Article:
I’m interesting in building some trapped wire dipoles using coax traps.
I don’t have an antenna analyser like an MFJ 259 or a dip meter, but can I not do something with a VNA (Vector Network Analyser) and or a Spectrum Analyser?
(I have access to those )
I’ve used the VNA in the past to fine tune an open ¼wave stub coaxial notch filter, nice and simple task as all coaxial, but wondering if I could do the same (use VNA to tune) with a trap?
Also, I’m finding lots of designs for trap dipoles for 10, 15, 20, 30, 40, 80, but I’m thinking less (at least dropping 80) something like 15, 20, and 40. Presumably I can just use 2 traps for three bands, how do I re-calculate the antenna sections between them?
Yes, you will have done a S11 measurement for a stub to effectively measure the return loss at a given frequency.
For a trap you want to measure on a two port VNA the S21 parameters of the trap. This again will give you the parameters of the trap at the wanted frequency but instead you are measuring through loss from port to port. Calibration is important with VNA’s otherwise they tell you very big lies.
You don’t necessarily need a VNA on the lower HF bands to setup traps, a simple Sig gen and a scope will do if they are setup properly.
I don’t have a VNA at home but I do have a HP 141 with a HB return loss bridge it is very useful for making measurements on a multitude of different stuff. There are many ways to achieve what you are trying to do.
You might find other designs of trap more appropriate for SOTA use (activating), being less bulky, sized for the lower power levels we have to handle. For example David, VK3IL, has a low-L design here:
I tried coax traps about ten years ago after a design appeared in PW. They were surprisingly heavy and detuned when it rained so I abandoned that idea. I also tried an OCF dipole but the weight of the balun at the feedpoint made it necessary to position it well down the pole, so I decided that it wasn’t suitable for SOTA.
I had considered seeing what power I could get with using RD316 which is lighter than say RG58 but not as puny as RG178, but I haven’t looked for how to work out the power handling yet.
Also I was planning for any outside stuff to use the liquid insulation tape.
I am looking at the trapped wire dipoles for both SOTA and an attic antenna for home.
For SOTA I will have more of a free hand so more bands probably better, at home space restricted so looking at less.
Your measuring loss. S22 is the same as S11, but on the opposite port.
You are looking for the lowest loss on a S21 for your desired bandwidth, which is specific to your calibration. If you change the bandwidth by increasing it, you loose your calibration.
To be perfectly honest with a dipole, you can not beat a good set of links to make it multi-band. That is what many of us do, and you will find its easy enough to reach up and disconnect the necessary links to achieve the desired band.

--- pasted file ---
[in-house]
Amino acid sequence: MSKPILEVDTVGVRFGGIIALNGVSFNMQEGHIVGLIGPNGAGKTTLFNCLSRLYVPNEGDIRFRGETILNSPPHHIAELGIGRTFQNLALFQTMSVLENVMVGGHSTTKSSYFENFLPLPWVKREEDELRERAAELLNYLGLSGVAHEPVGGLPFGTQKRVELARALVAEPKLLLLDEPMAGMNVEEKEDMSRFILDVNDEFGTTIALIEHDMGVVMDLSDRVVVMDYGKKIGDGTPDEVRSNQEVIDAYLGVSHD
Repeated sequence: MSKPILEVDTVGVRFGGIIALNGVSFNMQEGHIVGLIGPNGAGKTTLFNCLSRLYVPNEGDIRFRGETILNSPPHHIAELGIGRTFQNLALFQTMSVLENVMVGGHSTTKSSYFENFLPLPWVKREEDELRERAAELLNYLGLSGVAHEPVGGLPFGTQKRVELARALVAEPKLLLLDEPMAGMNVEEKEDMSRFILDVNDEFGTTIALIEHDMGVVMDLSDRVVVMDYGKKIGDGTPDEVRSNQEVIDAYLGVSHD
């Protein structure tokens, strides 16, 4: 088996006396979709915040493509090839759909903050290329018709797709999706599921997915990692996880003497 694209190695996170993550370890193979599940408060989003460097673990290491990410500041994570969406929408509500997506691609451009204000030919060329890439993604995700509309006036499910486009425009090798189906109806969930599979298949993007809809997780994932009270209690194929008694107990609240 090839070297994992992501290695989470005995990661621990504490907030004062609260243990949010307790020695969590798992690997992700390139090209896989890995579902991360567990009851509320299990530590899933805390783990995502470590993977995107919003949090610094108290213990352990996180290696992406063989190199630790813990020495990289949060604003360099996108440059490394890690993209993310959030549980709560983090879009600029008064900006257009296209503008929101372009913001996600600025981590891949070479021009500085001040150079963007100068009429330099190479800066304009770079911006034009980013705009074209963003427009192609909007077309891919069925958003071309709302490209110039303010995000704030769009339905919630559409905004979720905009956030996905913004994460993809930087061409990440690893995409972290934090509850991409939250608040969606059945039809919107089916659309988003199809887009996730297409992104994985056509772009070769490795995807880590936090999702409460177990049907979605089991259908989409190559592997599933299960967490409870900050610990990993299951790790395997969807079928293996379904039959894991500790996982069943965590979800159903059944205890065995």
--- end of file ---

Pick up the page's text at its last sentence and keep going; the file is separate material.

Traps are heavy and for the ease of changing band it doesn’t seem to make sense. If anything it gives you an excuse to move about and relieve cramp which is another problem with SOTA especially after a big walk.
For a SOTA activator’s dipole, Jonathan is right, links on the dipole are the way to go as that gives the least loss.
You could make the links smart, use a tiny Arduino type single chip computer with Bluetooth and a latching relay driven by an output pin. Then you can string up your dipole and with a quick bit of software, use your mobile phone to send the messages to the smart links to open or close the relay. In Bluetooth Parkmode and with latching relays, the batteries in the links will last a long time. Make the links work in pairs (i.e. your program sends the commands to one link and it commands its sibling link in the other leg of the dipole) and you can swap bands quickly with just a swipe. If you address the other links then you can setup OCF style antennas by having links open in one side and closed in the other. Hopefully, the link board and relay will weigh less than a trap. It’s a winner in my book!
No RD316, or as some makers call it RG316D, the double screened version of RG316. We use the RD316 term at work to ensure purchasing buy the right thing!
Good point on the less than robust core though, though should be OK inside the confines of a trap I’d think.
I am leaning heavily towards the SOTABeam PCB based traps now. I could layout my own, and buy the bits, but to be honest, why bother, wouldn’t save me any money in the long run I doubt. I think I’ll use those for sure for my internal base antenna, but I am not swaying towards the lighter link dipoles for activations. Makes sense. And cheaper.
Agree Jim, it’s rubbish when you solder it, breaks in no time. But with RG-316 being Teflon unlike RG-174 it doesn’t melt when you try to solder it with aging hands and worn out eyes. Which is of course brilliant, until the blighter breaks. Putting you in a wonderful Kafkaesque scenario: either solder the wire that doesn’t melt but will break or try and solder the wire that doesn’t break before it melts.
It always seems to be the way that just after I’ve got up to change the links and settled back down again my phone (which up to this point has probably been sullenly refusing to talk to the network) chimes in with a spot on the band I’ve just moved off!